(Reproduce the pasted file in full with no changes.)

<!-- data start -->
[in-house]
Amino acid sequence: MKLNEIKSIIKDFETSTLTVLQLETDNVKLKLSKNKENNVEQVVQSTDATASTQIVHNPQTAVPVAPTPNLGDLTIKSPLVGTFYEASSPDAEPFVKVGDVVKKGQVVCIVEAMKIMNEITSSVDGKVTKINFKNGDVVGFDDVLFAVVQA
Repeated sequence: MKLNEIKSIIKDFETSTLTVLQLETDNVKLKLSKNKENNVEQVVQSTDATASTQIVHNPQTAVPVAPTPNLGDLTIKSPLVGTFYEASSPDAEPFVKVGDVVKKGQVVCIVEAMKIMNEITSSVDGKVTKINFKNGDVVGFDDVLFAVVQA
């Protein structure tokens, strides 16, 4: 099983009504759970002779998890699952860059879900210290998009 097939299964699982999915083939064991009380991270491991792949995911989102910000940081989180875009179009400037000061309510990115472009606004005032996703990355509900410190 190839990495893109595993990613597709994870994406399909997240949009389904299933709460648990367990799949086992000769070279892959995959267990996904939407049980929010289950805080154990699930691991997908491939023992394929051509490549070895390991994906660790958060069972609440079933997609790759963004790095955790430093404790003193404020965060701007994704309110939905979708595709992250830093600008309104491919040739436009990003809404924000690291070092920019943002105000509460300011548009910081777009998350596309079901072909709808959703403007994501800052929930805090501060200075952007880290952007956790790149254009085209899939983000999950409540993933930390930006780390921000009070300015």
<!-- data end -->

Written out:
[in-house]
Amino acid sequence: MKLNEIKSIIKDFETSTLTVLQLETDNVKLKLSKNKENNVEQVVQSTDATASTQIVHNPQTAVPVAPTPNLGDLTIKSPLVGTFYEASSPDAEPFVKVGDVVKKGQVVCIVEAMKIMNEITSSVDGKVTKINFKNGDVVGFDDVLFAVVQA
Repeated sequence: MKLNEIKSIIKDFETSTLTVLQLETDNVKLKLSKNKENNVEQVVQSTDATASTQIVHNPQTAVPVAPTPNLGDLTIKSPLVGTFYEASSPDAEPFVKVGDVVKKGQVVCIVEAMKIMNEITSSVDGKVTKINFKNGDVVGFDDVLFAVVQA
């Protein structure tokens, strides 16, 4: 099983009504759970002779998890699952860059879900210290998009 097939299964699982999915083939064991009380991270491991792949995911989102910000940081989180875009179009400037000061309510990115472009606004005032996703990355509900410190 190839990495893109595993990613597709994870994406399909997240949009389904299933709460648990367990799949086992000769070279892959995959267990996904939407049980929010289950805080154990699930691991997908491939023992394929051509490549070895390991994906660790958060069972609440079933997609790759963004790095955790430093404790003193404020965060701007994704309110939905979708595709992250830093600008309104491919040739436009990003809404924000690291070092920019943002105000509460300011548009910081777009998350596309079901072909709808959703403007994501800052929930805090501060200075952007880290952007956790790149254009085209899939983000999950409540993933930390930006780390921000009070300015």